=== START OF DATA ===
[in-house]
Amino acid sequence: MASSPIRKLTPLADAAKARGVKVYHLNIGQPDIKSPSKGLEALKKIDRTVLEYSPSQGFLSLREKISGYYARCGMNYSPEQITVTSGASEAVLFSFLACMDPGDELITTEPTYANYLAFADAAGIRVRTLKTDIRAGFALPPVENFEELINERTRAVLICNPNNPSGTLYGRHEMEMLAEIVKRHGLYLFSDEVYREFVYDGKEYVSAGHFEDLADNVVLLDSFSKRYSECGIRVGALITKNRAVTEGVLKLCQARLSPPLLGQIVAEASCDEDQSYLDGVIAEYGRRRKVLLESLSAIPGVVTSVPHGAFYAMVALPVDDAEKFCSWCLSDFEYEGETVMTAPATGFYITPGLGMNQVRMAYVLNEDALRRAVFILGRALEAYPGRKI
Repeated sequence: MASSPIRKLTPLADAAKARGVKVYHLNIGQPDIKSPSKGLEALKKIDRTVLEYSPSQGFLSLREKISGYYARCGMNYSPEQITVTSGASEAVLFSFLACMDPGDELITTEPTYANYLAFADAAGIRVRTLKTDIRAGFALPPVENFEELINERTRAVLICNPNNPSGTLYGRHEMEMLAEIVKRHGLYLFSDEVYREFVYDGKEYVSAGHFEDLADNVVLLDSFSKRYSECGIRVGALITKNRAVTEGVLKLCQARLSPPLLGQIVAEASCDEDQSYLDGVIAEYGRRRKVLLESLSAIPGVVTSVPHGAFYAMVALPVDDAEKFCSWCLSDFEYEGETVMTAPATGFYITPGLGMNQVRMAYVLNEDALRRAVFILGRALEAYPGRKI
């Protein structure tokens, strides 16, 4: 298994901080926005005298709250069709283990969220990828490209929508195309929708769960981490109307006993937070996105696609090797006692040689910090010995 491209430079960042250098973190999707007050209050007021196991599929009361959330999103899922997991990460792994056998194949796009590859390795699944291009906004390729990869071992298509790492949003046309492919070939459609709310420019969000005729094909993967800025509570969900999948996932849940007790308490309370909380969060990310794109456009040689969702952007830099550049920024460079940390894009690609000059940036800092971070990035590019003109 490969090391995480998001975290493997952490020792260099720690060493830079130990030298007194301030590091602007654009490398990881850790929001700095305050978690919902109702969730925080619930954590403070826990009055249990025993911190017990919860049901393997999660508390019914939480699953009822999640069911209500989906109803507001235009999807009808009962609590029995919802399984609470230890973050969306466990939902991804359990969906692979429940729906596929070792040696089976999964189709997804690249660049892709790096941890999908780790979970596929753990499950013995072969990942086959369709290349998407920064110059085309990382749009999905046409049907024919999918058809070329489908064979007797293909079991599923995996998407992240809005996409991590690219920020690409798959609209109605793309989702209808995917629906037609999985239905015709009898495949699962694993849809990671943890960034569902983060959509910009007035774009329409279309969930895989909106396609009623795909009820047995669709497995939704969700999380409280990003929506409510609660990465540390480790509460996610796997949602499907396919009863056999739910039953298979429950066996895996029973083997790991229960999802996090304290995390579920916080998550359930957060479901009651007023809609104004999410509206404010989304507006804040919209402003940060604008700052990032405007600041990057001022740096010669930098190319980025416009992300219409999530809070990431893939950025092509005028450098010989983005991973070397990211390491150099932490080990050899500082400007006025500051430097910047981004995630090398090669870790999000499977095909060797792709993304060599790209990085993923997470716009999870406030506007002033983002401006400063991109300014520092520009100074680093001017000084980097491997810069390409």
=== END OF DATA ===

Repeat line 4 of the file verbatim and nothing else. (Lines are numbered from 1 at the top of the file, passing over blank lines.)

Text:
């Protein structure tokens, strides 16, 4: 298994901080926005005298709250069709283990969220990828490209929508195309929708769960981490109307006993937070996105696609090797006692040689910090010995 491209430079960042250098973190999707007050209050007021196991599929009361959330999103899922997991990460792994056998194949796009590859390795699944291009906004390729990869071992298509790492949003046309492919070939459609709310420019969000005729094909993967800025509570969900999948996932849940007790308490309370909380969060990310794109456009040689969702952007830099550049920024460079940390894009690609000059940036800092971070990035590019003109 490969090391995480998001975290493997952490020792260099720690060493830079130990030298007194301030590091602007654009490398990881850790929001700095305050978690919902109702969730925080619930954590403070826990009055249990025993911190017990919860049901393997999660508390019914939480699953009822999640069911209500989906109803507001235009999807009808009962609590029995919802399984609470230890973050969306466990939902991804359990969906692979429940729906596929070792040696089976999964189709997804690249660049892709790096941890999908780790979970596929753990499950013995072969990942086959369709290349998407920064110059085309990382749009999905046409049907024919999918058809070329489908064979007797293909079991599923995996998407992240809005996409991590690219920020690409798959609209109605793309989702209808995917629906037609999985239905015709009898495949699962694993849809990671943890960034569902983060959509910009007035774009329409279309969930895989909106396609009623795909009820047995669709497995939704969700999380409280990003929506409510609660990465540390480790509460996610796997949602499907396919009863056999739910039953298979429950066996895996029973083997790991229960999802996090304290995390579920916080998550359930957060479901009651007023809609104004999410509206404010989304507006804040919209402003940060604008700052990032405007600041990057001022740096010669930098190319980025416009992300219409999530809070990431893939950025092509005028450098010989983005991973070397990211390491150099932490080990050899500082400007006025500051430097910047981004995630090398090669870790999000499977095909060797792709993304060599790209990085993923997470716009999870406030506007002033983002401006400063991109300014520092520009100074680093001017000084980097491997810069390409």